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Latin America & Caribbean

Trump Ocean Resort Baja: A foundation of lies

For two years, the developer of the Trump Ocean Resort in Baja California, Mexico, made a slew of promises to buyers. But construction never even began.
26 Feb 2018 – 12:42 PM EST

Trump Ocean Resort Baja

A foundation of lies

Site of the Trump Ocean Resort, more than ten years after it was announced

By Inti Pacheco

Donald J. Trump settled a battle against hundreds of plaintiffs in 2013. Buyers of the units at the Trump Ocean Resort in Baja California, Mexico, filed a class action lawsuit against him and a California-based developer after the project failed.

In their lawsuit, the buyers claimed that the Trump family participated in a fraudulent marketing strategy portraying themselves as developers and investors. They also said that developers had made a number of misrepresentations that made them believe the project was progressing.

Tired after five years of litigation against the Trump Organization, the buyers in the lawsuit, who collectively had made around $20 million in deposits, decided not to take the case to trial.

Instead, they received a $7.2 million settlement from the developers and agreed to a “substantial amount” from the Trumps, which remains undisclosed because of a confidentiality agreement, according to a party involved in the settlement.

The Trump Ocean Resort, announced in 2006 as a partnership between Irongate, a California-based developer led by Jason Grosfeld and Adam Fisher, and the Trump Organization, was a straightforward licensing agreement. The Trump Organization received an upfront payment of $500,000 as part of the fee for using the Trump brand.

But three years later, in 2009, all of the buyers received the same email: “Unfortunately, given the extreme dislocation of the financial markets and after exploring a multitude of debt and equity financing alternatives, the Baja project will not be able to proceed.”

Footage from the site of the Trump Ocean Resort, more than 10 years after it was announced. Univision Investiga

An investigation by Univision News and Columbia Journalism Investigations found that Irongate and S&P Real Estate, the company in charge of marketing and sales for the project, had misled buyers for almost two years.

The companies had publicly boasted about an exaggerated number of sales and had told buyers that financing had been secured, when in fact it never materialized. The companies repeatedly said construction was in progress, but in two years they only managed to dig a large pit with a few slabs of concrete.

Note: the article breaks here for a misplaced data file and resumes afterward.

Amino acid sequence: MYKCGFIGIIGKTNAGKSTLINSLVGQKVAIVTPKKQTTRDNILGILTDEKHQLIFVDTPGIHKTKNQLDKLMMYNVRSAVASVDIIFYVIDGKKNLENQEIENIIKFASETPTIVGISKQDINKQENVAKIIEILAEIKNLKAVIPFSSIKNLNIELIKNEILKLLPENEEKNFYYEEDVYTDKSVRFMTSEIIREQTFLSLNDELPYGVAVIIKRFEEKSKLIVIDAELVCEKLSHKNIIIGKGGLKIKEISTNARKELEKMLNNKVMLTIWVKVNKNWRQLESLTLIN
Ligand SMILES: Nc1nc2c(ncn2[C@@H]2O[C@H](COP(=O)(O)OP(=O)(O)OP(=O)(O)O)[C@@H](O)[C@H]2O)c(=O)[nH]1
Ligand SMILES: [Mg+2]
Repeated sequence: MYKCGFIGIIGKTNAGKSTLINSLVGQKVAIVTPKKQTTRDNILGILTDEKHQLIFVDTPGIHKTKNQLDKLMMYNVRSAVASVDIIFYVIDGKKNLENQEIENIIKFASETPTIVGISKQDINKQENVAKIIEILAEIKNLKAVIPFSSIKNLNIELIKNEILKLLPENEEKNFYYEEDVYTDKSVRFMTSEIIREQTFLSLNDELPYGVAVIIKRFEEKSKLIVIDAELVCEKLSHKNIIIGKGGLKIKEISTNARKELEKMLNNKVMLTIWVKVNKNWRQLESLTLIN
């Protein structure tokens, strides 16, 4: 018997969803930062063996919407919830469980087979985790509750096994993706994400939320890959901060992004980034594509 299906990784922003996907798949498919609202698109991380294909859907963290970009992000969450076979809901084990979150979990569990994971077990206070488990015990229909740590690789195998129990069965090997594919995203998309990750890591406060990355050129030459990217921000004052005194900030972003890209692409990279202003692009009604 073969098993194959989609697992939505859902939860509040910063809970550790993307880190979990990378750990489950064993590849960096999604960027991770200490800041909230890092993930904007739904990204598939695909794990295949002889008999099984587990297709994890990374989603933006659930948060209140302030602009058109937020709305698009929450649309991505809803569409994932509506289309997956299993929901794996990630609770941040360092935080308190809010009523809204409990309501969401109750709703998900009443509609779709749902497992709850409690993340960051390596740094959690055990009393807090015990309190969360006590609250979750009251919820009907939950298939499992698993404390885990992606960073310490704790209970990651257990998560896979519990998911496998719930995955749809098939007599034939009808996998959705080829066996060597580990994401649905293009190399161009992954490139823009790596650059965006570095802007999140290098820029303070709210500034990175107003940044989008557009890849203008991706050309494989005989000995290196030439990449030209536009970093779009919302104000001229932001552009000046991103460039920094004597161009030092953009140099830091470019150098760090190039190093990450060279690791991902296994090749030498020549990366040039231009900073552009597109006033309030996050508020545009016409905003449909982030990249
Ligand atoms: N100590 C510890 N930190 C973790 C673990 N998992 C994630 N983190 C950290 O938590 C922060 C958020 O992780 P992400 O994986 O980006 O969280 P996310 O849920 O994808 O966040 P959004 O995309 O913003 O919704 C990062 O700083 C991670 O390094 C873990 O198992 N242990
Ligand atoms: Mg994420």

Univision spoke by phone with Trump-lawyer, Alan Garten, in January seeking comment for this report. Upon his request, detailed questions were submitted by email. At the time of publication Garten had not responded, despite several follow-up phone calls and emails.

Trump Baja is one of a number of cases of misrepresentations involving a Trump project.

Businessmen in Georgia, Panama, the Dominican Republic, Brazil and Azerbaijan used the Trump name to inform local media that the real estate mogul was investing in their countries or was in charge of a construction project.

In other Trump projects, sales representatives made false statements about the number of sales made to impress potential buyers. In one case, the Trump SoHo project in New York, Donald Trump Jr. and Ivanka Trump were close to being charged with fraud for inflating numbers, according to a report by ProPublica, WNYC, Columbia Journalism Investigations and The New Yorker.

No construction

Univision made several requests to the appropriate authorities in Mexico and found that permits were obtained by Irongate’s Mexican subsidiary, PB Impulsores, solely for the construction of one tower. The permit was not secured until July 2008, over a year and a half after the units for the first tower were sold.

This investigation found that Irongate never obtained authorization for the construction of a second tower, even though more than half of its units had been sold. Internal documents show that Irongate received some $10 million in buyers’ deposits for this tower.

A person involved in the lawsuit who spoke to Univision on condition of anonymity said plaintiffs sent engineers to look at the progress of construction. When they reported back, the engineers said the dig at the site had only a couple of cement slabs with “no structural element to support the towers,” the source said.

“It was just a thin layer of nothing. You would step on it and it would crack,” the source said. “The job was done so they could tell everybody that the project was doing fine.”